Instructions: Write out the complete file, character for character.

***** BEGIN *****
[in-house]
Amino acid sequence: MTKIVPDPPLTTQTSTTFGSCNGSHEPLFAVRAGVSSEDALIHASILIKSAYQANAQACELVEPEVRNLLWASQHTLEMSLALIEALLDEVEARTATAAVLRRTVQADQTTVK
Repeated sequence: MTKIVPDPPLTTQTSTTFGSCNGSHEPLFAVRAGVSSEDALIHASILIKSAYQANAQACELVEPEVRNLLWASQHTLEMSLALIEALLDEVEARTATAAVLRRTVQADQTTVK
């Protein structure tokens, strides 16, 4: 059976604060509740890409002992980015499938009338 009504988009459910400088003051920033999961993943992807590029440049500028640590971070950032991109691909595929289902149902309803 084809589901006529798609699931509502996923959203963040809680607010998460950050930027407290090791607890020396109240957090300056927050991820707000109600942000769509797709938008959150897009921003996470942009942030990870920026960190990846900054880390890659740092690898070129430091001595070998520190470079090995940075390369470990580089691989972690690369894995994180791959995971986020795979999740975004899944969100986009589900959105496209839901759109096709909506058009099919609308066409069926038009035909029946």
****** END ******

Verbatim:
[in-house]
Amino acid sequence: MTKIVPDPPLTTQTSTTFGSCNGSHEPLFAVRAGVSSEDALIHASILIKSAYQANAQACELVEPEVRNLLWASQHTLEMSLALIEALLDEVEARTATAAVLRRTVQADQTTVK
Repeated sequence: MTKIVPDPPLTTQTSTTFGSCNGSHEPLFAVRAGVSSEDALIHASILIKSAYQANAQACELVEPEVRNLLWASQHTLEMSLALIEALLDEVEARTATAAVLRRTVQADQTTVK
């Protein structure tokens, strides 16, 4: 059976604060509740890409002992980015499938009338 009504988009459910400088003051920033999961993943992807590029440049500028640590971070950032991109691909595929289902149902309803 084809589901006529798609699931509502996923959203963040809680607010998460950050930027407290090791607890020396109240957090300056927050991820707000109600942000769509797709938008959150897009921003996470942009942030990870920026960190990846900054880390890659740092690898070129430091001595070998520190470079090995940075390369470990580089691989972690690369894995994180791959995971986020795979999740975004899944969100986009589900959105496209839901759109096709909506058009099919609308066409069926038009035909029946």